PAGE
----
What to do and what not to do on an intranet project (from the peer assist)
This year, for the first time, we had a “peer assist”-inspired session at Social Now. The goal was to offer Cablinc a list of recommendations to help the organisation roll out a successful new intranet.
In their book Learning to Fly, Chris Collison and Geoff Parcell introduce a peer assist as
a meeting or workshop where people are invited from other organisations and groups to share their experience, insights and knowledge with a team who have requested some help early on in a piece of work.
As Chris Collison points out, this technique is based on peers sharing their experience, rather than giving their opinions.
A Peer Assist for Cablinc
At Social Now 2019, we had a peer assist to help Cablinc as it prepares to kick off their new intranet project.
Cablinc is the fictitious company created for Social Now; Anne McLear is Cablinc’s Head of Marketing and Internal Comms. Anne McLear is responsible for delivering a successful new intranet and she decided to ask for help.
Hans-Juergen Sturm, Head of User Experience & Innovation at Amadeus; Joana Pais, Head of Communications at Sogrape Original Legacy Wines; and Patrik Bergman, Corporate Communications Manager at Haldex, responded to Anne McLear’s request and kindly answered my questions.
The conversation took us through the drivers for a new intranet, the team required to make it happen, the launch and the metrics to evaluate the intranet’s impact in the business.
At the end of the 40-minute conversation, all participants were invited to discuss at their tables and identify one thing for Cablinc to do and one thing for Cablinc to avoid in their intranet project.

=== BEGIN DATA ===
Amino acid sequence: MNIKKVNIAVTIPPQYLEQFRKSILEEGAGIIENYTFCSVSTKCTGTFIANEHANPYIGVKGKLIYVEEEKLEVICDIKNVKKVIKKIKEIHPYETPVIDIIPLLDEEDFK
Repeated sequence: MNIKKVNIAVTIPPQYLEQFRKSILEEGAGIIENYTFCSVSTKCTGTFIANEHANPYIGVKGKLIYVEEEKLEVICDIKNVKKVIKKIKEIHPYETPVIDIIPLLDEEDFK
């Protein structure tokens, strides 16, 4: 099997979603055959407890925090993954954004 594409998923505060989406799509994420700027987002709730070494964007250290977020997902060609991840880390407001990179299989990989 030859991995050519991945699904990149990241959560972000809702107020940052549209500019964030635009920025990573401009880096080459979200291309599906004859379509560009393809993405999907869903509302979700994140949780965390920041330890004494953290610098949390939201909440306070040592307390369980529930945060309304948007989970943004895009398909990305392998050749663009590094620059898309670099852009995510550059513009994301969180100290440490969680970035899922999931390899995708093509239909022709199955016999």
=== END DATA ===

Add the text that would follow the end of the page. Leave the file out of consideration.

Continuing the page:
Here is the compiled list of things to do and things to avoid.
- Find purpose and set goals
- Ask the right questions
- Listen to your end-users’ needs
- Listen to employees and stakeholders to understand why the organisation needs a change
- Focus on pain points and low hanging fruit
- Get executive involvement and sponsorship from CEO and
- Build cross-functional team
- Identify ambassadors
- Co-create, i.e. involve employees in the process
- Engage diverse groups (hit all departments)
- Involve as many people as you can
- Make sure employees own the project
- Pick a tool which suits the culture and the business requirements
- Dimension the tool in order to be transversal to the whole company, making sure it doesn’t exclude anyone
- Build a comprehensive change plan
- Promote a fully aligned top-down communication
- Find a catchy name for the intranet
- Make it clear “what’s in it for the workforce”
- There must be a need to go to the intranet
- Allow room for growth and learning
- Measure progress against business objectives
- Give it time to develop and grow as a “have” for the employees and the supervisors to reach their goals
- Do it alone (single department)
- Forget to involve employees at all levels
- Start with the solution
- Select a tool based on promotion or marketing
- Just buy a tool because others have chosen that one
- Make it “another tool”
- Treat it as a corporate communication project or as an IT project
- Do big bang launch for the whole intranet
- Focus analytics only on activity numbers
- Obsess over metrics (vanity figures)
A couple of people identified the peer assist as the best session of the whole conference, a credit to the rich experience of the peers and the open way in which they shared it with the rest of us.
I would have liked to have a few more minutes for the conversation with the peers. Additionally, it would have been good to hear from the other participants in the room.
I feel like the dynamic between Hans-Juergen, Joana and Patrik was really good and the conversation flew very well. It was a good opportunity to learn from real-life experiences of delivering new intranets, while simultaneously getting a taste of the value of peer assists for knowledge transfer.